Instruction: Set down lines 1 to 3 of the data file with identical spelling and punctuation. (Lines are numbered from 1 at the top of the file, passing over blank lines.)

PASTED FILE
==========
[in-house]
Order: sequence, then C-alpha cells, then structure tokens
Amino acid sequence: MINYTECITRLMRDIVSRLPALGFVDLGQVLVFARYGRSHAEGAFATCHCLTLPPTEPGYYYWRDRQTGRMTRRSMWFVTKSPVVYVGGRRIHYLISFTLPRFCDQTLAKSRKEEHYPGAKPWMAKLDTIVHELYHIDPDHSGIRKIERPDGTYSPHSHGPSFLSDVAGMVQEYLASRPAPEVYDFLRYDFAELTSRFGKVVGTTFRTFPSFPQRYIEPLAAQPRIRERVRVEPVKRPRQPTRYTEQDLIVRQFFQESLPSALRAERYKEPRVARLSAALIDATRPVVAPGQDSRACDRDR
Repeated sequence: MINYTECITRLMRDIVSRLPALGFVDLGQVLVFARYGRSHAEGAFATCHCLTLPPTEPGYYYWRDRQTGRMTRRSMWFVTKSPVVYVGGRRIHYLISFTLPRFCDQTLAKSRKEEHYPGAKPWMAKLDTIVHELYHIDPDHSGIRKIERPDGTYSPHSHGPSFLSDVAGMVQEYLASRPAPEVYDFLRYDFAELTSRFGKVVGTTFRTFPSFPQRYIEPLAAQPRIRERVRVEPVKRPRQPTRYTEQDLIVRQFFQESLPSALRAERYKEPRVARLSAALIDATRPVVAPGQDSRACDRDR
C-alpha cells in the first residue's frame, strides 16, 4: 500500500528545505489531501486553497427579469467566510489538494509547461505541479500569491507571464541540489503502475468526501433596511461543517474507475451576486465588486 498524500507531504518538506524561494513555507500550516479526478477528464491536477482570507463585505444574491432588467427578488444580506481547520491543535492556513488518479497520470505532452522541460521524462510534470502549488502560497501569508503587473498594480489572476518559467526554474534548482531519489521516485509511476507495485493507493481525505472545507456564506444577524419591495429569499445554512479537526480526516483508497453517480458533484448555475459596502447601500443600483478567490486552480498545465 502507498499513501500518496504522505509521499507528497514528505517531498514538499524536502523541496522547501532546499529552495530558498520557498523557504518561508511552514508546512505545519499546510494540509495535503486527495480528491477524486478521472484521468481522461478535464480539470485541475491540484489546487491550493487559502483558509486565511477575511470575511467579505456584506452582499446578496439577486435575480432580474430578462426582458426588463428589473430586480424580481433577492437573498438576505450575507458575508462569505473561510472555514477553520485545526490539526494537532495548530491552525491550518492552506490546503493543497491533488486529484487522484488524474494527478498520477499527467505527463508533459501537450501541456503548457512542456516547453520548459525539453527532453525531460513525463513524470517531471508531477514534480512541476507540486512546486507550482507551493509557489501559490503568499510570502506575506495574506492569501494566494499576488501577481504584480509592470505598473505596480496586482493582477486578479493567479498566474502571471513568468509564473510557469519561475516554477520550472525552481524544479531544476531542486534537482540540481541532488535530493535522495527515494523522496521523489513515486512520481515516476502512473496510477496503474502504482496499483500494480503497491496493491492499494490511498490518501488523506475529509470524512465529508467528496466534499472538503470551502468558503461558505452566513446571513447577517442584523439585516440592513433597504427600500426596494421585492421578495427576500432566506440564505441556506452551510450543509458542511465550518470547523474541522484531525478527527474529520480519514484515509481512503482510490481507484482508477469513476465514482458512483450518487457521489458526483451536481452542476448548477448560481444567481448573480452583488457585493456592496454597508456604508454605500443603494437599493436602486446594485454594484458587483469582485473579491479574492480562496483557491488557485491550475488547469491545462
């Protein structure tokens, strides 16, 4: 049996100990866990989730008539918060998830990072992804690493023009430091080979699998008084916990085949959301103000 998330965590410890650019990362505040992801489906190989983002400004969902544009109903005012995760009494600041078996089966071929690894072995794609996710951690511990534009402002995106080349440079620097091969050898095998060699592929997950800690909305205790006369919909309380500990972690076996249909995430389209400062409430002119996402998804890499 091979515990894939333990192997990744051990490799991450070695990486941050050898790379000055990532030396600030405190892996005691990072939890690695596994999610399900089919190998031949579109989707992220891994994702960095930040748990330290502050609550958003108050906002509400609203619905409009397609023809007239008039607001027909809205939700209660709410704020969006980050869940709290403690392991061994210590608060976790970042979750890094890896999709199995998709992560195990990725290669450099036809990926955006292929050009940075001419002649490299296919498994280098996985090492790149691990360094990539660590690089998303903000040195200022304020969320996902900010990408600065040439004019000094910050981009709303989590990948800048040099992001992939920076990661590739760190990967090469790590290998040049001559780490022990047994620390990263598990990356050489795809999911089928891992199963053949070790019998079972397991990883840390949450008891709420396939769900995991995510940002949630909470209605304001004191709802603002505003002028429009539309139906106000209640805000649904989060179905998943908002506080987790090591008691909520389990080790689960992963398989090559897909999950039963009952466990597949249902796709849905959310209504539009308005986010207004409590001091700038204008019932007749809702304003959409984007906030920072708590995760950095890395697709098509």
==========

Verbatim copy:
[in-house]
Order: sequence, then C-alpha cells, then structure tokens
Amino acid sequence: MINYTECITRLMRDIVSRLPALGFVDLGQVLVFARYGRSHAEGAFATCHCLTLPPTEPGYYYWRDRQTGRMTRRSMWFVTKSPVVYVGGRRIHYLISFTLPRFCDQTLAKSRKEEHYPGAKPWMAKLDTIVHELYHIDPDHSGIRKIERPDGTYSPHSHGPSFLSDVAGMVQEYLASRPAPEVYDFLRYDFAELTSRFGKVVGTTFRTFPSFPQRYIEPLAAQPRIRERVRVEPVKRPRQPTRYTEQDLIVRQFFQESLPSALRAERYKEPRVARLSAALIDATRPVVAPGQDSRACDRDR